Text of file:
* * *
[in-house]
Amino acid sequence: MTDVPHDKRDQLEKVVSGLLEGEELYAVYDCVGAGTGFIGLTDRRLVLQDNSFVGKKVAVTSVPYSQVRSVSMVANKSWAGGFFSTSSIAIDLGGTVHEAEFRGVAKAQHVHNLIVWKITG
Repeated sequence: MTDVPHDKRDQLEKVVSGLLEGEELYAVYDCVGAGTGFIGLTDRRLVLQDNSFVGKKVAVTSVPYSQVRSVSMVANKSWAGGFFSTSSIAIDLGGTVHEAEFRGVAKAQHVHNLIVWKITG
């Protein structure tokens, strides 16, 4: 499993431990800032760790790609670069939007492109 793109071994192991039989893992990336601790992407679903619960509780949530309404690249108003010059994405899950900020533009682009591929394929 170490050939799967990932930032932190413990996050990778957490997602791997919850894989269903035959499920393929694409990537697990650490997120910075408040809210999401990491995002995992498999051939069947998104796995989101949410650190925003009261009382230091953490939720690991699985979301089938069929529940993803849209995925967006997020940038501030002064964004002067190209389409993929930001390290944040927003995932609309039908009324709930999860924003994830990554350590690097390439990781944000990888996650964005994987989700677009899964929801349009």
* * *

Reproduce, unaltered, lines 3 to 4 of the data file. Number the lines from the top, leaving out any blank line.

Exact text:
Repeated sequence: MTDVPHDKRDQLEKVVSGLLEGEELYAVYDCVGAGTGFIGLTDRRLVLQDNSFVGKKVAVTSVPYSQVRSVSMVANKSWAGGFFSTSSIAIDLGGTVHEAEFRGVAKAQHVHNLIVWKITG
């Protein structure tokens, strides 16, 4: 499993431990800032760790790609670069939007492109 793109071994192991039989893992990336601790992407679903619960509780949530309404690249108003010059994405899950900020533009682009591929394929 170490050939799967990932930032932190413990996050990778957490997602791997919850894989269903035959499920393929694409990537697990650490997120910075408040809210999401990491995002995992498999051939069947998104796995989101949410650190925003009261009382230091953490939720690991699985979301089938069929529940993803849209995925967006997020940038501030002064964004002067190209389409993929930001390290944040927003995932609309039908009324709930999860924003994830990554350590690097390439990781944000990888996650964005994987989700677009899964929801349009």